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Project aims to mark dozens of American slave trade ports

Ian Harvey

A new project is in the works, starting in Rhode Island. The project is focusing on memorializing America’s slave trade ports. Since Rhode Island had 1,000 slave trading voyages launch from its ports, the project volunteers feel that it should be the place to start.

The project has been named The Middle Passage Ceremonies and Port Markers Project; it has been working to place markers at over 40 ports along the Atlantic and Gulf coasts. These markers will indicate where slaves arrived or where ships were sent off to be used in the trades.

The project refers to the forced migration across the Atlantic Ocean of more than 10 million Africans. Many of those never made it to America, having died in the terrible conditions at sea.

Ann Chinn, the woman who founded the project, said that she and the volunteers are simply marking the areas where it all began. She explained that people marked Plymouth, Jamestown, and St. Augustine, so why shouldn’t the slave ports be marked as well?

The project is starting to roll out as ports and cities are beginning to realize and come to terms with their roles in the slave trade decades ago. This includes the North – while the North is recognized as the region that fought against slavery, many people do not know of its history of trading and profiting from the practice.

The project uses the Voyages Trans-Atlantic Slave Trade Database at Emory University and other historical records in order to identify where the slaves arrived or where those ships were sent off in the slave trade. The group then works with other local historical groups, churches, and other means of support in order to erect those markers that note the port or city’s role in the slave trade.

Surprisingly, there were some cases where other local groups were working on something similar. In Portsmouth and New Hampshire, a group called Chinn to tell her that they had already erected a granite marker that stated slaves were brought there. Markers have already been placed in some cities in Virginia, Georgia, Maryland, New York, Florida, South Carolina, and Louisiana.

Each city works out the details on their own, depending on what kind of marker they want and the placement of it. Some of the markers are engraved with a few sentences while others are several feet long and include maps and colored illustrations. Certain markers cost as little as $1,000, but can cost in the thousands if the city wants something more detailed.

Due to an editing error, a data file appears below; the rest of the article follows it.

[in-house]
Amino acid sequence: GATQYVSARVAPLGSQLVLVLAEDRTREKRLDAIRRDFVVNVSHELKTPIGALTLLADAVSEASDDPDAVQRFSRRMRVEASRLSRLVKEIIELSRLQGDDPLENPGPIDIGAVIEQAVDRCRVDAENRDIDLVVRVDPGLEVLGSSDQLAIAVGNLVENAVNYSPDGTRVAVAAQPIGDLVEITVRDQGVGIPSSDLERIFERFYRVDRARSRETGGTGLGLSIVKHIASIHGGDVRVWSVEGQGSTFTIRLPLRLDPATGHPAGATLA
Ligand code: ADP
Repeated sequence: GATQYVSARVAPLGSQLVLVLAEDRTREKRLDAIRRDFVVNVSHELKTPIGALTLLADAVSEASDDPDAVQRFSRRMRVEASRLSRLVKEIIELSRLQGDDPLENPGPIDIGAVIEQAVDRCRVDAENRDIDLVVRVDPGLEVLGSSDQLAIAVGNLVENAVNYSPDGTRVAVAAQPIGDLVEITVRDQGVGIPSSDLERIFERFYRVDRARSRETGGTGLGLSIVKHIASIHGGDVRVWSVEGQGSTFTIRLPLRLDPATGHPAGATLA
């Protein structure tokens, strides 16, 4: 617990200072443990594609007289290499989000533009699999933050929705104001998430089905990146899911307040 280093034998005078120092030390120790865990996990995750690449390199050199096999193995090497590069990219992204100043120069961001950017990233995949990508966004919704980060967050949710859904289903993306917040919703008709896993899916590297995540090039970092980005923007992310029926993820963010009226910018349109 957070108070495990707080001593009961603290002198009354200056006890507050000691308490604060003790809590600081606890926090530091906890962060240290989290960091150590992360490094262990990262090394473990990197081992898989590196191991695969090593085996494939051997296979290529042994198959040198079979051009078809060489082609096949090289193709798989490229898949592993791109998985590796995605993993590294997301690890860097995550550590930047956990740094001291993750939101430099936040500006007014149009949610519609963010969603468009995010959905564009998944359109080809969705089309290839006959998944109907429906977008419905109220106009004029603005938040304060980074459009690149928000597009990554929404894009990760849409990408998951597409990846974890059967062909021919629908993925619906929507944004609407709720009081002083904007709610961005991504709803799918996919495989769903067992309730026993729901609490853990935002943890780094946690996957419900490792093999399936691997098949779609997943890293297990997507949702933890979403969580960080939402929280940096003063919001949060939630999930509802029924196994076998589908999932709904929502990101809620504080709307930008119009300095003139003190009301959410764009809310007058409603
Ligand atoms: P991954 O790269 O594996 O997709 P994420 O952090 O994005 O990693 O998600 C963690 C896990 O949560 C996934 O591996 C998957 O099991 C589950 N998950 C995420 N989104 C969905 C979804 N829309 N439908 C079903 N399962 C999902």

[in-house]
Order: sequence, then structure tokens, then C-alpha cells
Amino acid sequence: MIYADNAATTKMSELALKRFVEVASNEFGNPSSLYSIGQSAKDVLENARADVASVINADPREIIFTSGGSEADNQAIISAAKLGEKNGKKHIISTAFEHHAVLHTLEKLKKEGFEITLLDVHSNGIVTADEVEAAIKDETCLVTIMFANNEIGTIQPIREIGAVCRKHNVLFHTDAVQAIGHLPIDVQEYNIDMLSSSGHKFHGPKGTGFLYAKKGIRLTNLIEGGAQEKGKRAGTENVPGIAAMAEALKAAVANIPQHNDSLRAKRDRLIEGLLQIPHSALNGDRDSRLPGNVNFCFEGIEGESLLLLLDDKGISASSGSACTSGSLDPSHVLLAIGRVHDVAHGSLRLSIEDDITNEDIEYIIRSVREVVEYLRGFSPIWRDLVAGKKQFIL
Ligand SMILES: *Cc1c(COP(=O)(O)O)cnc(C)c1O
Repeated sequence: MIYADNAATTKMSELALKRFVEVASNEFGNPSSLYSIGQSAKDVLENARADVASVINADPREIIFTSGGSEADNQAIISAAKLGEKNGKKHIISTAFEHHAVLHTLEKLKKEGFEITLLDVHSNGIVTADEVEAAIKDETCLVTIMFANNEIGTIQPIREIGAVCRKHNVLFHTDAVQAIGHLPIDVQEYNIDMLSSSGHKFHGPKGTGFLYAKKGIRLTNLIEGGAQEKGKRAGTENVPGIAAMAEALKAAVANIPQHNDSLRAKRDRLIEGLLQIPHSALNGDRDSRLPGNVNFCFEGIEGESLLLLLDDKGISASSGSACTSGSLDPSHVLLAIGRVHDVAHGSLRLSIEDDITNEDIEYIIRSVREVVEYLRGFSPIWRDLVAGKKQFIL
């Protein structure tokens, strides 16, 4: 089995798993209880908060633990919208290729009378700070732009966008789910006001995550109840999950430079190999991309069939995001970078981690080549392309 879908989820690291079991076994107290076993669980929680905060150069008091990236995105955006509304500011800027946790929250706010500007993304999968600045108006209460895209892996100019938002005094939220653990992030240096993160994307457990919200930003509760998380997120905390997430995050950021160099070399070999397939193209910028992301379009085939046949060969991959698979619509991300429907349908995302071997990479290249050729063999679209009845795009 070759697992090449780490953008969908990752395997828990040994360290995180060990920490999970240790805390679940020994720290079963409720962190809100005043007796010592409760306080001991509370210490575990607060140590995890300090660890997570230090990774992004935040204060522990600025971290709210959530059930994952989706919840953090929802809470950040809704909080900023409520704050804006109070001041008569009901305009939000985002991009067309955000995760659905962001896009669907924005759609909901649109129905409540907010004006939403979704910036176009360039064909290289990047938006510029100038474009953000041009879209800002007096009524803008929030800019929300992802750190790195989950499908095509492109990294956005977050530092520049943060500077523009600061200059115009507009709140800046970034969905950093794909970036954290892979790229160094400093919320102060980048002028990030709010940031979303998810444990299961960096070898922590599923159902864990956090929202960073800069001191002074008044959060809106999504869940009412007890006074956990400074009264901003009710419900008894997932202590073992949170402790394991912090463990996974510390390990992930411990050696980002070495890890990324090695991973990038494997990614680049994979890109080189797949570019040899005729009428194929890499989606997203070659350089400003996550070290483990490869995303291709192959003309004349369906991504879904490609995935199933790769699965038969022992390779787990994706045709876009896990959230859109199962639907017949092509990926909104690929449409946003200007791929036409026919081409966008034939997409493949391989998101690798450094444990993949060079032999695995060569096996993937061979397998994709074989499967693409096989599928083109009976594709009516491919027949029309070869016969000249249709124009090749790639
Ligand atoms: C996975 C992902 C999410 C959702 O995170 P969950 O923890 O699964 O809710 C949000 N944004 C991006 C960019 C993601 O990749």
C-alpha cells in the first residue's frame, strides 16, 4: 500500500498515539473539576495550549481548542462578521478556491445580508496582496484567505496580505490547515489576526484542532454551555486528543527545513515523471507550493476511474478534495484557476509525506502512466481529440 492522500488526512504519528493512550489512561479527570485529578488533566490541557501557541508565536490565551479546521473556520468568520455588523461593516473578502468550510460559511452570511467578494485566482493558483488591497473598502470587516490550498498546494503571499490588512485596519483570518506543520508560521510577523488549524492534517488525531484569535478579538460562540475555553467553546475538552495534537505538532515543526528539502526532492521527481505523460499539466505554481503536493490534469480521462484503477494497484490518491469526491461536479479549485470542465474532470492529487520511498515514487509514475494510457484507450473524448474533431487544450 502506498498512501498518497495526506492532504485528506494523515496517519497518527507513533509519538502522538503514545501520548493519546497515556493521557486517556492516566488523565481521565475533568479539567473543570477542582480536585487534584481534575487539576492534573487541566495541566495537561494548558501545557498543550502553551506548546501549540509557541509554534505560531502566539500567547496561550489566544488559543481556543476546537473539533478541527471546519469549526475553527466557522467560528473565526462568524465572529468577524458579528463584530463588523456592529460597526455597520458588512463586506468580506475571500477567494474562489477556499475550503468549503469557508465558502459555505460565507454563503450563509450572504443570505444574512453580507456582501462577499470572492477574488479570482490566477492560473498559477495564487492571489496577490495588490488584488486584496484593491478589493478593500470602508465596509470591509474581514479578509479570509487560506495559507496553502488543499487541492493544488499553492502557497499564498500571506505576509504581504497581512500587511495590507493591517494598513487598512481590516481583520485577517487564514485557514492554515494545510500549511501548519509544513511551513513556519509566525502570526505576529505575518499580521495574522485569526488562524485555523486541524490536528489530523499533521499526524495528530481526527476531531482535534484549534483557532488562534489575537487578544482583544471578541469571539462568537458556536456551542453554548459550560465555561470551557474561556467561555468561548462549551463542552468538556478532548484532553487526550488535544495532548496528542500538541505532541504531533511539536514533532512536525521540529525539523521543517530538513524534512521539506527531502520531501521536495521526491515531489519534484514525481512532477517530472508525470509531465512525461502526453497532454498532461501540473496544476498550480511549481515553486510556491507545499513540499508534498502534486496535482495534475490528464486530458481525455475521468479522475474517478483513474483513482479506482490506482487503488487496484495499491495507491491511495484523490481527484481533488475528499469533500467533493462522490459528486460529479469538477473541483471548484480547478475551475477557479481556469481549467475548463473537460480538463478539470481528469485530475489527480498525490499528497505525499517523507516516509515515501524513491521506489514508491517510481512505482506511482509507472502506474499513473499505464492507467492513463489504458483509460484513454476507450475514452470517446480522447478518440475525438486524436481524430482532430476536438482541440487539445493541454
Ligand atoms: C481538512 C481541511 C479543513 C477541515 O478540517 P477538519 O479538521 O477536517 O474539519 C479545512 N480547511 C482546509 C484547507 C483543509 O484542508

Lois Winter, the chair of the Yorktown Historical Committee, said one of the group’s earliest effort was in 2013 in Yorktown, Virginia. This place is best known for being where the British surrendered to George Washington at the end of the Revolutionary War. At that time, there was very little information about the history of slavery or African Americans at the site, even though it was a major slave trading port.

She also added that the city hadn’t included it as part of the tourist information, so the people visiting wouldn’t know. However, thanks to the group installing the marker, more visitors are learning the city’s complete history on how that port was a primary entry for the Africans who were brought to Virginia. She said that the city and those living there are ignoring a major part of history by not including those slaves in the story of how the city came to be.

According to a Brown University report, about 60% of all slave-trading voyages that were launched in North America came from Rhode Island. Voyages in the state left from Providence, Newport, Bristol, and Warren. More than 2,700 slaves were brought right to Rhode Island. To add to that, the state’s economy had been built on the trade, including its shipbuilding, rum distilleries, and other large industries.

People from surrounding groups are planning on meeting up to discuss how to move forward and to continue making these markers. Ray Rickman, who plays a major part in this project, said he hopes to see a marker at Newport, where millions of tourists visit each year. He said by building these markers and showing visitors the true history of the cities, it could help people learn and understand.

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